Art is often thought about from the perspective of the viewer. It makes sense, because viewership is the practice of many, and creation is the practice of relatively few. But let’s take a step back and consider the fact that creative work lives a long, unseen life before it ends up in front of us. In many ways, what goes into the creation of a piece is far more profound than anything we could possibly take away from it.
Artist Stephanie Calvert is more than a little bit familiar with that experience. Her latest series, which is an ongoing endeavor called the Shame to Pride Project, has evolved into something that is both restorative and revelatory.
Calvert’s mission started after an unexpected and painful homecoming.
Growing up in an abandoned schoolhouse in rural Colorado proved to be an isolating experience for the artist. “I lived there for six years without plumbing, central heat, or full electricity. Disconnected from the community, my mother’s hoarding took over a lot of the space. It was a strange and challenging place to grow up.”
Once her parents left the space, it was abandoned once again. Calvert only returned when tragedy struck.
Her mother sustained major injuries in a horrible accident, so the artist began spending more time in her hometown to lend a helping hand. Shame to Pride was born when she stepped back in time to the schoolhouse that held so many convoluted memories.
Because the old schoolhouse sat exactly as they’d left it so many years ago, the fruits of her mother’s hoarding remained. Instead of discarding it in shame, Calvert vowed to repurpose it all into a testament to family and the nature of memory.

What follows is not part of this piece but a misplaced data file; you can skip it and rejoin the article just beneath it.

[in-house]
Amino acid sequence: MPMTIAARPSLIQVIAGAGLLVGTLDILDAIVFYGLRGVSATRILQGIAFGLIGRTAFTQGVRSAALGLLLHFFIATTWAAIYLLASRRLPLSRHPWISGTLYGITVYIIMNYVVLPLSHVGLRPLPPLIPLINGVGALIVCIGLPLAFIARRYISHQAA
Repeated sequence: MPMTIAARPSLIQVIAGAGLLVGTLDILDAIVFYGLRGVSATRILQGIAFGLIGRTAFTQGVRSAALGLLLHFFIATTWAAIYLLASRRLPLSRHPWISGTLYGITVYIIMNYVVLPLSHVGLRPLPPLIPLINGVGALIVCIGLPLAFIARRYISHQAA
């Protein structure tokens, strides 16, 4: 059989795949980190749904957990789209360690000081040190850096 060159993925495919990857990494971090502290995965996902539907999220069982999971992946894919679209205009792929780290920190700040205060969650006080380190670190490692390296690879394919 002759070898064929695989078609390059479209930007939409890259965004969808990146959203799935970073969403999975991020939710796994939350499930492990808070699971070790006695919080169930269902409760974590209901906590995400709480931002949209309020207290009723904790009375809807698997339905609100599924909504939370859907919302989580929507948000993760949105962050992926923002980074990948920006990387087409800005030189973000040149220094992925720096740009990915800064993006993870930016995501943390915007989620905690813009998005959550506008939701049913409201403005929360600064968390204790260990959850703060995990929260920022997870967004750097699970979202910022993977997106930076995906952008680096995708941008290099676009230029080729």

“I used the experience of transforming physical materials as a way to transform my relationship to my story,” she writes. The more time she spent surrounded by her family history, the more comfortable she became with the idea of embracing her past with honesty.
“Revisiting my past,” she continues, “brought a lot up to the surface for me, and in sharing things about my mom’s accident, I started sharing more about my past as well.”
What started as an introspective project soon became something of an outreach mission.
“At first, I started Shame to Pride very much for my own mental and emotional wellbeing,” she writes. “When I started sharing my art with friends, I started to see the potential for connection to others through this work.”
According to the artist, “Through sharing with others and having them bear witness to our stories, we start to heal and accept ourselves just as we are, no matter where we come from.”
The effect that Shame to Pride has had on Calvert is nothing short of transformative.
“Once I started looking at things creatively,” she writes, “I was able to see the value not just in these physical things, but in my past, my family, and my experiences. It’s not what happens to us that defines us. It’s how we respond to it, and the intentions we have in moving forward.”
She now wants to invite others to share in this experience in a way that helps them confront their own pasts and begin the healing process.
She’s even started an Indiegogo campaign so that she can raise enough money to bring this project to New York and extend the reach of her process far beyond the borders of her hometown.
In her words, “I have gained so much freedom from how I used to think and feel. I feel so much lighter. I see how special and beautiful my upbringing was, and how it helped shape me into the creative and unique person I am today. I feel gratitude where I used to feel shame.”
And now we return to the viewer’s experience. What Calvert wants us to take away from the Shame to Pride Project is simple: “I want people to take away the importance of sharing — especially when it comes to the things we feel shame, guilt, and sadness over.”